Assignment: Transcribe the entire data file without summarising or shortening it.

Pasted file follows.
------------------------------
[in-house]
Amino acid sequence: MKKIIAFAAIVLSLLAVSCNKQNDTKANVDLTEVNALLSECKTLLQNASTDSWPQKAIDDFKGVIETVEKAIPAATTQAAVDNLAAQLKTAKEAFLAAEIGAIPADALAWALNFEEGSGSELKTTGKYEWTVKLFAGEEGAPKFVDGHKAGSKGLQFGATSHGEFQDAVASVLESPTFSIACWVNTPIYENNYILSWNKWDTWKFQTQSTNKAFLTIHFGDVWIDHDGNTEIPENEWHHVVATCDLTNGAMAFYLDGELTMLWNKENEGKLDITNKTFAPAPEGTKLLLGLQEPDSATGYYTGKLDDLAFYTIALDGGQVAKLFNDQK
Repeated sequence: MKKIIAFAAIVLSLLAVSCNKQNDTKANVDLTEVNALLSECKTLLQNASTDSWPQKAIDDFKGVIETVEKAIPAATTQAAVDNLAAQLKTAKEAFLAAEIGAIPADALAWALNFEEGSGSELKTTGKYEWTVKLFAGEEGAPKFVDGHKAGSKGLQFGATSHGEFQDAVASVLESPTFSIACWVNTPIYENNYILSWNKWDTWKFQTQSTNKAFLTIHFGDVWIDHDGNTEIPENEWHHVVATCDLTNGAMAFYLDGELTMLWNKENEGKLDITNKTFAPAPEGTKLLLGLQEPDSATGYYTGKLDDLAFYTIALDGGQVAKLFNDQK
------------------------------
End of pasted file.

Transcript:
[in-house]
Amino acid sequence: MKKIIAFAAIVLSLLAVSCNKQNDTKANVDLTEVNALLSECKTLLQNASTDSWPQKAIDDFKGVIETVEKAIPAATTQAAVDNLAAQLKTAKEAFLAAEIGAIPADALAWALNFEEGSGSELKTTGKYEWTVKLFAGEEGAPKFVDGHKAGSKGLQFGATSHGEFQDAVASVLESPTFSIACWVNTPIYENNYILSWNKWDTWKFQTQSTNKAFLTIHFGDVWIDHDGNTEIPENEWHHVVATCDLTNGAMAFYLDGELTMLWNKENEGKLDITNKTFAPAPEGTKLLLGLQEPDSATGYYTGKLDDLAFYTIALDGGQVAKLFNDQK
Repeated sequence: MKKIIAFAAIVLSLLAVSCNKQNDTKANVDLTEVNALLSECKTLLQNASTDSWPQKAIDDFKGVIETVEKAIPAATTQAAVDNLAAQLKTAKEAFLAAEIGAIPADALAWALNFEEGSGSELKTTGKYEWTVKLFAGEEGAPKFVDGHKAGSKGLQFGATSHGEFQDAVASVLESPTFSIACWVNTPIYENNYILSWNKWDTWKFQTQSTNKAFLTIHFGDVWIDHDGNTEIPENEWHHVVATCDLTNGAMAFYLDGELTMLWNKENEGKLDITNKTFAPAPEGTKLLLGLQEPDSATGYYTGKLDDLAFYTIALDGGQVAKLFNDQK